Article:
UPDATE: 4:30 a.m. EST — In something of an upset for Republican frontrunner Donald Trump, Ted Cruz won the Republican presidential caucuses in Alaska, giving the Texas senator his third win on Super Tuesday, along with Texas and Oklahoma. With 36 percent of the vote, Cruz was ahead of Trump, who despite an endorsement by former Alaska Governor Sarah Palin, came in second with 34 percent.

UPDATE: 9:55 p.m. EST — Donald Trump said he would unify the Republican Party in a short speech after winning five states on Super Tuesday, during which he also criticized Hillary Clinton and Florida Sen. Marco Rubio. 

"She wants to make America whole again and I'm trying to figure out what that is all about," Trump said, referring to Clinton's speech earlier in the night during which she criticized his campaign slogan. "Making America great again is better than making America whole again."

Trump lashed out at Rubio, who had not won any states yet Tuesday night, saying he would likely beat the Florida senator — who he called a "lightweight" — in his home state later this month. The New York billionaire also declared he had expanded the Republican Party and argued he would be the strongest opponent for Clinton in a general election.

"We have expanded the Republican Party," Trump said. "That hasn't happened to the Republican Party in many, many decades ... I think we’re going to be more inclusive, a much bigger party and I think we’re going to win in November."

UPDATE: 9:10 p.m. EST — Clinton focused on her new message of uniting the country against bigotry in her speech in Miami after winning six states on Tuesday evening, taking shots at Trump and his comments disparaging Mexican immigrants, Muslims and other groups. 

"This country belongs to all of us, not just those at the top. Not just the people who look one way, worship one way or even think one way," Clinton said.

"We know we've got work to do, but that work is not to make America great again. America never stopped being great," Clinton added. "We have to make America whole. We have to fill in what's been hollowed out, we have to make strong the broken places, restitch the bonds of respect across our country."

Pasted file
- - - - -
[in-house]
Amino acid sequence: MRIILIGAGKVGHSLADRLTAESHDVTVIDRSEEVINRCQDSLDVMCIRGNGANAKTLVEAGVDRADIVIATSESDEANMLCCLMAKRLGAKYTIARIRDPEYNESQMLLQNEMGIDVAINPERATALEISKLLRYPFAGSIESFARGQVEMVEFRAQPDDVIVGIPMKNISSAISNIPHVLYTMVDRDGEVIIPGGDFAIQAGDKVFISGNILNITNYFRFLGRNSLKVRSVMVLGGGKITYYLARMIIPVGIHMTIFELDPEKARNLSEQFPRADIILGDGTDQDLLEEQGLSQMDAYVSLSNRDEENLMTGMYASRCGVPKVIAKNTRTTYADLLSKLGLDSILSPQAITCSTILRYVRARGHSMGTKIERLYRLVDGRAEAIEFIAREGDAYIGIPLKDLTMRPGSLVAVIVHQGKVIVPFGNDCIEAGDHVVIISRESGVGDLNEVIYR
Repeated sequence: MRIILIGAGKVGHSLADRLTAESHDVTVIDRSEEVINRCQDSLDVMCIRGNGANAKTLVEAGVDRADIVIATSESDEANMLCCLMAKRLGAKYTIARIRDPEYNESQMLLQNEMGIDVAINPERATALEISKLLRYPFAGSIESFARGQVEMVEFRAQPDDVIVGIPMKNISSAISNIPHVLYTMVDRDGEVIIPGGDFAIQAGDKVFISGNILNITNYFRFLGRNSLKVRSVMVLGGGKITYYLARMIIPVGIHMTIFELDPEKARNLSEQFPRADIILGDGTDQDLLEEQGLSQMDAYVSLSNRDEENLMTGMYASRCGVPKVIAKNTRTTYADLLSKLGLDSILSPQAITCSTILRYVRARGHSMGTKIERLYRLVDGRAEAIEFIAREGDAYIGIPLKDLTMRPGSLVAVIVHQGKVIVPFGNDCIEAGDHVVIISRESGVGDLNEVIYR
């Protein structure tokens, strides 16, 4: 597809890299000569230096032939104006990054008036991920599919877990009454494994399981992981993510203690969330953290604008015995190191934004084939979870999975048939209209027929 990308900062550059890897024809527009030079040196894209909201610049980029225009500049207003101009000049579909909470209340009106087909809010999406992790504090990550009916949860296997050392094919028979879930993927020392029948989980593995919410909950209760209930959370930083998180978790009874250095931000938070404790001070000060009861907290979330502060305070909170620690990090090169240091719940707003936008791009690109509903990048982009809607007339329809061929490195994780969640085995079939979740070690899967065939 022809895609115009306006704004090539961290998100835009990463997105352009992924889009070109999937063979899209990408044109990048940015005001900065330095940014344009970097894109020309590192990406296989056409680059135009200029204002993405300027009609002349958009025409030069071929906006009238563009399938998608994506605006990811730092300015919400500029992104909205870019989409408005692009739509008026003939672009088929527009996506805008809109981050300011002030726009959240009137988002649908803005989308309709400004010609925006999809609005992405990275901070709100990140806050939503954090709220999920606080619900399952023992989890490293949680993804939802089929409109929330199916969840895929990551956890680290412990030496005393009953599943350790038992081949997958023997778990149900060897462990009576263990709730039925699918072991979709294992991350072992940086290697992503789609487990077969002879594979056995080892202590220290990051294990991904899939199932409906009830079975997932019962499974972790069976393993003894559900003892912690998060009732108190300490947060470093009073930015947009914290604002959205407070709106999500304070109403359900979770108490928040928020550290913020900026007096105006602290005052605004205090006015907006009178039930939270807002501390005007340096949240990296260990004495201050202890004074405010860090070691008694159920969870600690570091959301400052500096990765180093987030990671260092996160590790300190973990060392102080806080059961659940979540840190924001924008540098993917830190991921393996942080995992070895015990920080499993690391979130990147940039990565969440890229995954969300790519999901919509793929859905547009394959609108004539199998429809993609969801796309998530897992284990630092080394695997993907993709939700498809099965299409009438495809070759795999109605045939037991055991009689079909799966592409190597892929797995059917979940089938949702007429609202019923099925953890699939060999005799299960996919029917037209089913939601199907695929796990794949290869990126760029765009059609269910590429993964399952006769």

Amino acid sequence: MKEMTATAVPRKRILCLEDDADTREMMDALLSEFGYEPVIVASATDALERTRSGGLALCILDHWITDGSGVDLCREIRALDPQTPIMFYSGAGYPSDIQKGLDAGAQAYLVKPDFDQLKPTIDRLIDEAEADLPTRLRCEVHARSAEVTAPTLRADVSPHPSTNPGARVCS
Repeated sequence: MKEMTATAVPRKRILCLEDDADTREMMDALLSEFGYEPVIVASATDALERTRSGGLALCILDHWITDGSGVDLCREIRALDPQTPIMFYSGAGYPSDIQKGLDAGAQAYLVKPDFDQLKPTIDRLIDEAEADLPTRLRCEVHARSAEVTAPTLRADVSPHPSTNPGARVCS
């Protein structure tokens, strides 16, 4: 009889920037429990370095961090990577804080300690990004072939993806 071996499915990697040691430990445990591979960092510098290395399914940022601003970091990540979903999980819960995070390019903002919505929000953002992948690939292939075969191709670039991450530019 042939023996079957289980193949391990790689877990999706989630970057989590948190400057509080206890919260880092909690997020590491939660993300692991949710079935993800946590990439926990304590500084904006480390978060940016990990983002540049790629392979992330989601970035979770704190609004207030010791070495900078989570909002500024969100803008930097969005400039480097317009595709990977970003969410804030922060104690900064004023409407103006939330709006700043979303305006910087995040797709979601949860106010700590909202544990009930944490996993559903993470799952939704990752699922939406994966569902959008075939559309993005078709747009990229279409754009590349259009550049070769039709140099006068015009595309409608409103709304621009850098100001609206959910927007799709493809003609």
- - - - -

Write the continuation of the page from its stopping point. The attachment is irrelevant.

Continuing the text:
Original Story: 

As results from the Super Tuesday states were coming in Tuesday night, Clinton and Trump were each winning by far the most contests in their parties. Both have been their parties’ front-runners, and after Tuesday night, they were expected to pull even farther ahead in the delegate count.

Clinton’s rival for the Democratic nomination, Vermont Sen. Bernie Sanders, won his home state early in the night, while the former secretary of state was sweeping the Southern states of Alabama, Georgia, Virginia, Arkansas and Tennessee. Sanders spoke early in the evening after his Vermont win, and his speech aired live on C-Span. You can watch his speech here.  

Trump was expected to speak Tuesday evening at a news conference in Palm Beach, Florida, as votes were still coming in from some Super Tuesday states. When his speech airs, you’ll be able to watch it here live.

The New York billionaire’s speech and Clinton’s Tuesday night rally were also covered by major news networks. You can watch coverage of the front-runner’s speeches below, from NBC News.

For her part, Clinton held a rally in Miami Tuesday night to celebrate her wins on the important night. When she speaks, you will be able to watch her remarks here.  

Ahead of Super Tuesday, Clinton focused on appealing to African-American voters in Southern states. She has consistently polled much better with black voters than Sanders has, and after her crushing victory in South Carolina, she was expected to do well among African-Americans Tuesday night, as well.

On the Republican side, Florida Sen. Marco Rubio and Texas Sen. Ted Cruz have been trailing Trump in most polls, so Tuesday night was an important opportunity for them as they try to slow the front-runner’s momentum. If they are to remain competitive in the race going forward, the other GOP candidates will need to keep pace with Trump and avoid getting too far behind in the delegate count.

Rubio, who was expected to do well in Minnesota and potentially in Virginia, was also set to speak from Florida Tuesday night. If you want to watch his speech, you can do so here.